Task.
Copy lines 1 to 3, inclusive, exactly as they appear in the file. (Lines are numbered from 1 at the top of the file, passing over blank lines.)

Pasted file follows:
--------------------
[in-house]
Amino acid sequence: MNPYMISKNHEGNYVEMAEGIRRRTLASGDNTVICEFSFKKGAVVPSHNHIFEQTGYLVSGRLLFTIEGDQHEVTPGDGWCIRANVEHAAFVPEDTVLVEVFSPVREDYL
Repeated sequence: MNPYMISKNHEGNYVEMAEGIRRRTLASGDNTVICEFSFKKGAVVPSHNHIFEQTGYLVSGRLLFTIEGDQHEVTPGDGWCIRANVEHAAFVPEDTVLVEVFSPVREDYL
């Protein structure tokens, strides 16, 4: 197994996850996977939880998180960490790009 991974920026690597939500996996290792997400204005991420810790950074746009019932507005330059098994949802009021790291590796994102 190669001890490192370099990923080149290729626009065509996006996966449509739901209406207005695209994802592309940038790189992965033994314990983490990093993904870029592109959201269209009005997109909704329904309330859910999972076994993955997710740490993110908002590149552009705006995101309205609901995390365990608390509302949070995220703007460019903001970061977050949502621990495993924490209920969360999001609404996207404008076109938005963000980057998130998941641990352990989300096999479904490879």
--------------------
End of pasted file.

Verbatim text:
[in-house]
Amino acid sequence: MNPYMISKNHEGNYVEMAEGIRRRTLASGDNTVICEFSFKKGAVVPSHNHIFEQTGYLVSGRLLFTIEGDQHEVTPGDGWCIRANVEHAAFVPEDTVLVEVFSPVREDYL
Repeated sequence: MNPYMISKNHEGNYVEMAEGIRRRTLASGDNTVICEFSFKKGAVVPSHNHIFEQTGYLVSGRLLFTIEGDQHEVTPGDGWCIRANVEHAAFVPEDTVLVEVFSPVREDYL